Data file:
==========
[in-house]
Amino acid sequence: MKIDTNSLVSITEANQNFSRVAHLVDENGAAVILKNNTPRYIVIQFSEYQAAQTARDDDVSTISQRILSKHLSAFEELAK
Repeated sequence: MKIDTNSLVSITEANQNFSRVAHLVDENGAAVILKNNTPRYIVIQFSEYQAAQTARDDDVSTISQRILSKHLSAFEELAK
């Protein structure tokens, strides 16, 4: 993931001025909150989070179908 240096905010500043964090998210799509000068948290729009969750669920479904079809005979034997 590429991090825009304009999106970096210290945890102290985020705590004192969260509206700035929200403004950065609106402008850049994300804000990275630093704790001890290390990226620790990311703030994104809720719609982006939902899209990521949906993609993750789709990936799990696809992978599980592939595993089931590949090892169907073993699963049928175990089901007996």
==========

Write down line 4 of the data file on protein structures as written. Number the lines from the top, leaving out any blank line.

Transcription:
């Protein structure tokens, strides 16, 4: 993931001025909150989070179908 240096905010500043964090998210799509000068948290729009969750669920479904079809005979034997 590429991090825009304009999106970096210290945890102290985020705590004192969260509206700035929200403004950065609106402008850049994300804000990275630093704790001890290390990226620790990311703030994104809720719609982006939902899209990521949906993609993750789709990936799990696809992978599980592939595993089931590949090892169907073993699963049928175990089901007996």